This is my third Jojo Rabbit post, and I’ll probably call this a wrap. This movie has a lot to teach us about broken families and love. What about childhood? What does Jojo Rabbit have to teach us about childhood?
Age of the Lost Kits
Before I begin, I want to say I originally called this piece “Age of the Lost Kits.”
If you’re wondering, a “kit” is a baby rabbit. I needed a good title with a solid rabbit pun.
But god, that was so esoteric, it hurt.
A Nazi’s Childhood
Anyway, Jojo Rabbit and childhood…
The movie’s first act is essentially a Disney Channel movie with a morbid twist: It’s set in Nazi friggin’ Germany.
The film opens with an upbeat Beatles song (I Want to Hold Your Hand) sung by a lively German boy’s choir.
Ostensibly, the choir is directing its message toward Hitler, their “father.” That’s right, the tyrant made himself an indelible part of all their young lives and the kids thought nothing of it.
The kids even collected scrap metal (for the war effort) dressed as servile robots, for Christ sakes.
Just Like a Disney Movie…
After the opening credits, Jojo is talking to himself in the mirror (how many times have we seen this in film?) with an imaginary Hitler providing him with guidance (okay, how many times have we NOT seen this in film?).
Jojo’s nerves are acting up. He has to prove himself among his peers, as any 10 year-old would.
After some pep talk from Papa Hitler, Jojo takes off and enters the whimsical world of 1944 Germany. The vibrant colors of the production design encapsulated Jojo’s carefree worldview.
Jojo attends a Boy Scout camp (Hitler Jugend, if you will) and watches a battle-hardened Captain hitting targets in comically-ridiculous poses. He watches a book burning with a celebratory disposition with all of his brainwashed peers.
Put any kid in any scenario in any era, this is what they’ll see: They’ll see the world as a magical place.
Such is the indestructible nature of childlike gaiety.
Such gaiety makes children vulnerable to a narcissist’s manipulative advances. The imaginary Hitler offered Jojo a cigarette three times in the first act.
It’s well-documented that Hitler despised smoking because of its health risks. So why would he offer one to a susceptible kid?
Hey, no one accused Hitler of being a nice guy!
Now, the first act of Jojo is probably why it got controversy and a dismal box office performance. The image of a young boy and a jubilant Hitler leaping through the air like two kids at Chuck E. Cheese’s was…a bit jarring.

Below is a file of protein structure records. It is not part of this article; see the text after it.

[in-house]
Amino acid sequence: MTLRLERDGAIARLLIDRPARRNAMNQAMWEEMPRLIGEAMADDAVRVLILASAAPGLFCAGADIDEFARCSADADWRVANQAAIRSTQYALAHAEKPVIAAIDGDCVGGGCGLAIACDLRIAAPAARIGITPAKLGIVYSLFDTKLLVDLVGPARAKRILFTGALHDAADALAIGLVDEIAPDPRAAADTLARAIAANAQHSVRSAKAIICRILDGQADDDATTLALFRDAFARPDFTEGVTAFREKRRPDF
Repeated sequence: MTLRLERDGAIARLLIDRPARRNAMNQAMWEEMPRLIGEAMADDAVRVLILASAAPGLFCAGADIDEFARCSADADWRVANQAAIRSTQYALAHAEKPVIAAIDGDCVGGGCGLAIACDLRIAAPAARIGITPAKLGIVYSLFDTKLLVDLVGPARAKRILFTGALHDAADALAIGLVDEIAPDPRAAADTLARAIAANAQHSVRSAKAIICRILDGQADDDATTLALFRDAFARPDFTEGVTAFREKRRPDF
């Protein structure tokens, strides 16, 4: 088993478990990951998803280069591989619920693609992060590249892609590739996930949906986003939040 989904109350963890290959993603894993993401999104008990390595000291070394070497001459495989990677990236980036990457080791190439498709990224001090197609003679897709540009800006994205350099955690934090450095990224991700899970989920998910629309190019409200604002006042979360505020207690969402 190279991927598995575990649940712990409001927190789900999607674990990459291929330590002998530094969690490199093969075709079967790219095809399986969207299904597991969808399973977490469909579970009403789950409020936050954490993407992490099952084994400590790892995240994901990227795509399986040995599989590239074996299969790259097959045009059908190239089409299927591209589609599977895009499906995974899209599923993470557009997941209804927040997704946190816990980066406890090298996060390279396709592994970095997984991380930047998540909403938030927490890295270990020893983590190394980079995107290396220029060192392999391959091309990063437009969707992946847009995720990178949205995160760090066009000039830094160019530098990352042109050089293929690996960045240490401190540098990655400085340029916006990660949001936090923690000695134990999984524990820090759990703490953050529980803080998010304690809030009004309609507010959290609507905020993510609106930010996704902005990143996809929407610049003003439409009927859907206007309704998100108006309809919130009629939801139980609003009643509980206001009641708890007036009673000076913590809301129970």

Hey, I’ll be the first to admit the unorthodox marketing campaign rubbed me the wrong way (I confess!).
You’re making a complex Nazi period piece look like a kid’s movie, and expect parents to bring their kids to see it?!
Yeahhhh, just release it to Netflix next time.
Anyway, what we saw in the trailers was just the first act. All the criticism regarding its inappropriate tone towards Nazism isn’t based in fact.
Critics who bashed this movie, with that line of reasoning, clearly didn’t see it past the first 30 minutes.
The Plot Thickens…and Darkens
As the movie goes on, the tone begins to shift to a more dreary, hopeless one as the Fall of Berlin nears.
When Jojo sees his mother’s dead body, hanging from a noose, his childhood ended.
Childhood always ends with a gut punch.
When reality kicks in as we come of age, it hurts. A lot. Jojo got a reality check along with all the citizens of the Fatherland.
Through Jojo’s eyes, we saw the carefree, whimsical time that was pre-1945 Nazi Germany. A time where his countrymen were eager to showcase Germany’s great might to the world.
Childhood’s Painful End
Alas, it was not to be. Jojo, along with all of Germany, were mired in a self-destructive and willful state of childhood naiveté.
Then reality came. Like a gut punch (or hail of mortars, what have you).
Thanks for your time, guys.
So, I just thought of something. Maybe I could’ve named this article “Age of the Lost Kids.”
Probably would’ve scanned better. “Kits” is just stupid.
Anyway, auf wiedersehen! 😀